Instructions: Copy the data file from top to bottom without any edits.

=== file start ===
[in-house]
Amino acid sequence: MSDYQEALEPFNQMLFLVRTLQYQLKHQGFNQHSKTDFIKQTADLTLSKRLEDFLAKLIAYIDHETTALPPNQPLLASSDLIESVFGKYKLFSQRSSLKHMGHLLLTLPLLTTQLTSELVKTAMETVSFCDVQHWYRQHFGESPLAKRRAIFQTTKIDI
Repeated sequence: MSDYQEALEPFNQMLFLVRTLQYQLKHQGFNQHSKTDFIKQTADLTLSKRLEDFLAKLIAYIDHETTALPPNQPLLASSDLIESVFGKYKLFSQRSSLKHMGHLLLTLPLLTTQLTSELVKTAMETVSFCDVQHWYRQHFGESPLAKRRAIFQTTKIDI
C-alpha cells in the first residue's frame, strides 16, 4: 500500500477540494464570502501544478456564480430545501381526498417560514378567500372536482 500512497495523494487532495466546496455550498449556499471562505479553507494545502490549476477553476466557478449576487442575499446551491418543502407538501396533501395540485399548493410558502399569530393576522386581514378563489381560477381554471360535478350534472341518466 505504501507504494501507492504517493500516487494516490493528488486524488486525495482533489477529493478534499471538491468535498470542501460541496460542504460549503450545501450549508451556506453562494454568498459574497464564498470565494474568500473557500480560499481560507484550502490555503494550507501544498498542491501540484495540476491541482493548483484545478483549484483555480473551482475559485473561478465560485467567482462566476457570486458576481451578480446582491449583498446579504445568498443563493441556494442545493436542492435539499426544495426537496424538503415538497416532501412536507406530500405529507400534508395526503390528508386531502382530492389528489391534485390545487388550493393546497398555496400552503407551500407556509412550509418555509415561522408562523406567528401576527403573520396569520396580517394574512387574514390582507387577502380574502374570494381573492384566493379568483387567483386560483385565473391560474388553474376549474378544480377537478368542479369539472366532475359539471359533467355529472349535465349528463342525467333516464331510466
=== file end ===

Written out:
[in-house]
Amino acid sequence: MSDYQEALEPFNQMLFLVRTLQYQLKHQGFNQHSKTDFIKQTADLTLSKRLEDFLAKLIAYIDHETTALPPNQPLLASSDLIESVFGKYKLFSQRSSLKHMGHLLLTLPLLTTQLTSELVKTAMETVSFCDVQHWYRQHFGESPLAKRRAIFQTTKIDI
Repeated sequence: MSDYQEALEPFNQMLFLVRTLQYQLKHQGFNQHSKTDFIKQTADLTLSKRLEDFLAKLIAYIDHETTALPPNQPLLASSDLIESVFGKYKLFSQRSSLKHMGHLLLTLPLLTTQLTSELVKTAMETVSFCDVQHWYRQHFGESPLAKRRAIFQTTKIDI
C-alpha cells in the first residue's frame, strides 16, 4: 500500500477540494464570502501544478456564480430545501381526498417560514378567500372536482 500512497495523494487532495466546496455550498449556499471562505479553507494545502490549476477553476466557478449576487442575499446551491418543502407538501396533501395540485399548493410558502399569530393576522386581514378563489381560477381554471360535478350534472341518466 505504501507504494501507492504517493500516487494516490493528488486524488486525495482533489477529493478534499471538491468535498470542501460541496460542504460549503450545501450549508451556506453562494454568498459574497464564498470565494474568500473557500480560499481560507484550502490555503494550507501544498498542491501540484495540476491541482493548483484545478483549484483555480473551482475559485473561478465560485467567482462566476457570486458576481451578480446582491449583498446579504445568498443563493441556494442545493436542492435539499426544495426537496424538503415538497416532501412536507406530500405529507400534508395526503390528508386531502382530492389528489391534485390545487388550493393546497398555496400552503407551500407556509412550509418555509415561522408562523406567528401576527403573520396569520396580517394574512387574514390582507387577502380574502374570494381573492384566493379568483387567483386560483385565473391560474388553474376549474378544480377537478368542479369539472366532475359539471359533467355529472349535465349528463342525467333516464331510466